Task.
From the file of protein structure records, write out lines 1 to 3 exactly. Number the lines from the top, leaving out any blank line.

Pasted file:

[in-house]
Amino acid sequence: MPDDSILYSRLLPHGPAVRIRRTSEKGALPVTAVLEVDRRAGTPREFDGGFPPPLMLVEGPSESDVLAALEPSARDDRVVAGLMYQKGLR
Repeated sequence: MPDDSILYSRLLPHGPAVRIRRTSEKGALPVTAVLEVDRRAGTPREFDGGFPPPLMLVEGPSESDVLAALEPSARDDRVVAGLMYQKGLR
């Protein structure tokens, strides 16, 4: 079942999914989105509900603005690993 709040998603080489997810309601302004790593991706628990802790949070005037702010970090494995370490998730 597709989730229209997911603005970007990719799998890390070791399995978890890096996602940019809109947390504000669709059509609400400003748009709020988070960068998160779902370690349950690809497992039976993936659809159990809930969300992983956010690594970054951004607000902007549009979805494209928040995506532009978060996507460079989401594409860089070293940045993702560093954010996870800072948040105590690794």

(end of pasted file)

[in-house]
Amino acid sequence: MPDDSILYSRLLPHGPAVRIRRTSEKGALPVTAVLEVDRRAGTPREFDGGFPPPLMLVEGPSESDVLAALEPSARDDRVVAGLMYQKGLR
Repeated sequence: MPDDSILYSRLLPHGPAVRIRRTSEKGALPVTAVLEVDRRAGTPREFDGGFPPPLMLVEGPSESDVLAALEPSARDDRVVAGLMYQKGLR